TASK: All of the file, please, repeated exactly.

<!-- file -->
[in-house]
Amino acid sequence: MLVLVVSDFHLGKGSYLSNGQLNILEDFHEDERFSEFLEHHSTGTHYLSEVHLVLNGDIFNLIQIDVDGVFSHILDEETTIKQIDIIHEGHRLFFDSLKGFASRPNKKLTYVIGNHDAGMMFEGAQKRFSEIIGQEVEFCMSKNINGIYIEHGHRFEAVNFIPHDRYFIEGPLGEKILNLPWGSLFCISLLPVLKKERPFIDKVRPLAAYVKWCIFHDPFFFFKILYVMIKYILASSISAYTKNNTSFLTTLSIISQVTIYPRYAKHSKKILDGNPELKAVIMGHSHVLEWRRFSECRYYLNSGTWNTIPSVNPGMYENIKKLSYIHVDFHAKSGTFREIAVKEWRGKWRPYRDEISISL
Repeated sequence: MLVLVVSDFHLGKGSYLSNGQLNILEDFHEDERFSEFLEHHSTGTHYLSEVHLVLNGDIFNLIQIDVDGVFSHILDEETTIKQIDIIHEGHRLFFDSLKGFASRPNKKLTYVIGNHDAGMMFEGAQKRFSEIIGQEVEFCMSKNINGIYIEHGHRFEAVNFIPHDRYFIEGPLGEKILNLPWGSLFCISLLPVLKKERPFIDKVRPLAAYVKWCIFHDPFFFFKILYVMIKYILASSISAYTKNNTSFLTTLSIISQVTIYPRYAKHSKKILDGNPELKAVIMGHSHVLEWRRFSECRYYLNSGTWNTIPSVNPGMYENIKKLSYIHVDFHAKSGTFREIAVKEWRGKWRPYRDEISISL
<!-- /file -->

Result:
[in-house]
Amino acid sequence: MLVLVVSDFHLGKGSYLSNGQLNILEDFHEDERFSEFLEHHSTGTHYLSEVHLVLNGDIFNLIQIDVDGVFSHILDEETTIKQIDIIHEGHRLFFDSLKGFASRPNKKLTYVIGNHDAGMMFEGAQKRFSEIIGQEVEFCMSKNINGIYIEHGHRFEAVNFIPHDRYFIEGPLGEKILNLPWGSLFCISLLPVLKKERPFIDKVRPLAAYVKWCIFHDPFFFFKILYVMIKYILASSISAYTKNNTSFLTTLSIISQVTIYPRYAKHSKKILDGNPELKAVIMGHSHVLEWRRFSECRYYLNSGTWNTIPSVNPGMYENIKKLSYIHVDFHAKSGTFREIAVKEWRGKWRPYRDEISISL
Repeated sequence: MLVLVVSDFHLGKGSYLSNGQLNILEDFHEDERFSEFLEHHSTGTHYLSEVHLVLNGDIFNLIQIDVDGVFSHILDEETTIKQIDIIHEGHRLFFDSLKGFASRPNKKLTYVIGNHDAGMMFEGAQKRFSEIIGQEVEFCMSKNINGIYIEHGHRFEAVNFIPHDRYFIEGPLGEKILNLPWGSLFCISLLPVLKKERPFIDKVRPLAAYVKWCIFHDPFFFFKILYVMIKYILASSISAYTKNNTSFLTTLSIISQVTIYPRYAKHSKKILDGNPELKAVIMGHSHVLEWRRFSECRYYLNSGTWNTIPSVNPGMYENIKKLSYIHVDFHAKSGTFREIAVKEWRGKWRPYRDEISISL